The regulation of floral organ identity was investigated using a forward genetic approach in five floral homeotic mutants ofThalictrum, a noncore eudicot. We hypothesized that these mutants carry defects in the floral patterning genes. Mutant characterization comprised comparative floral morphology and organ identity gene expression at early and late developmental stages, followed by sequence analysis of coding and intronic regions to identify transcription factor binding sites and protein–protein interaction (PPI) motifs. Mutants exhibited altered expression of floral MADS‐box genes, which further informed the function of paralogs arising from gene duplications not found in reference model systems. The ensuing modified BCE models for the mutants supported instances of neofunctionalization (e.g., B‐class genes expressed ectopically in sepals), partial redundancy (E‐class), or subfunctionalization (C‐class) of paralogs. A lack of deleterious mutations in the coding regions of candidate floral MADS‐box genes suggested thatcis‐regulatory ortrans‐acting mutations are at play. Consistent with this hypothesis, double‐flower mutants had transposon insertions or showed signs of transposon activity in the regulatory intron ofAGAMOUS(AG) orthologs. Single amino acid substitutions were also found, yet they did not fall on any of the identified DNA binding or PPI motifs. In conclusion, we present evidence suggesting that transposon activity and regulatory mutations in floral homeotic genes likely underlie the striking phenotypes of theseThalictrumfloral homeotic mutants.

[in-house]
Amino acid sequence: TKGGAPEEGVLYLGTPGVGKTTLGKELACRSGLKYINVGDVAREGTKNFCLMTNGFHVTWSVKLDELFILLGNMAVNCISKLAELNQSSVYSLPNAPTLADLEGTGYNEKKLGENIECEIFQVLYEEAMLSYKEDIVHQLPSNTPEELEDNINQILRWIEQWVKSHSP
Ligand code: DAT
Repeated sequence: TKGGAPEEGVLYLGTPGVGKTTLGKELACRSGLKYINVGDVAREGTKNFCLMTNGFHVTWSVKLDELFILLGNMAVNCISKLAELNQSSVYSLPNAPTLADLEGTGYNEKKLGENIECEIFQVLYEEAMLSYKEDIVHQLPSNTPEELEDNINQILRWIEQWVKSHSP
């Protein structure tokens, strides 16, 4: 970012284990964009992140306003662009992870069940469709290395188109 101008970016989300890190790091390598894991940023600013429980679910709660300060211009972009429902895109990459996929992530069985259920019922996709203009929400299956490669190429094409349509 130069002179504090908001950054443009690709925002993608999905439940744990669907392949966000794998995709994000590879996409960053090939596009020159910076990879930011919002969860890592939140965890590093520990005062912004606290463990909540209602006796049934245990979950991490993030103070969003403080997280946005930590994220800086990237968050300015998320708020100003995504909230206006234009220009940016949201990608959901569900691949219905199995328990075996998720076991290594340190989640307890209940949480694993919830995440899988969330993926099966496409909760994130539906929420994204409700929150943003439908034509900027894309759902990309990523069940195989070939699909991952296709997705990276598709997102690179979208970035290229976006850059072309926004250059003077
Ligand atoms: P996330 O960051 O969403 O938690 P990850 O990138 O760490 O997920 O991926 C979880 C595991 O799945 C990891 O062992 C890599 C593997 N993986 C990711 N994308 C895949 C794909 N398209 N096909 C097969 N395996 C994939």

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  4. Abstract